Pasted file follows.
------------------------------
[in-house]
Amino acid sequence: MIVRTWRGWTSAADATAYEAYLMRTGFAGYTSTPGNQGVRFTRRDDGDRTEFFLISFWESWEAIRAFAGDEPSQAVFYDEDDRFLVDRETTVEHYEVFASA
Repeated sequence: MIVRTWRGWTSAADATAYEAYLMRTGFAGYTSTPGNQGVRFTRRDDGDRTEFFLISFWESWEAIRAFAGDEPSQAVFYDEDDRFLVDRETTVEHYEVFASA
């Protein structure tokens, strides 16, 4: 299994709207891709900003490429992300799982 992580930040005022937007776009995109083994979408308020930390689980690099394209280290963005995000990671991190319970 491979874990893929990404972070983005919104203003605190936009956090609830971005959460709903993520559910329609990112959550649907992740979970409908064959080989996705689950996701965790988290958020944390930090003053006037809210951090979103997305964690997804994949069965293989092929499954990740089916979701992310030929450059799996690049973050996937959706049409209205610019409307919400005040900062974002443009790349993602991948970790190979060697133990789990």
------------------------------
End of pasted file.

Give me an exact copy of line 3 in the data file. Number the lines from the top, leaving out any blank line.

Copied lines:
Repeated sequence: MIVRTWRGWTSAADATAYEAYLMRTGFAGYTSTPGNQGVRFTRRDDGDRTEFFLISFWESWEAIRAFAGDEPSQAVFYDEDDRFLVDRETTVEHYEVFASA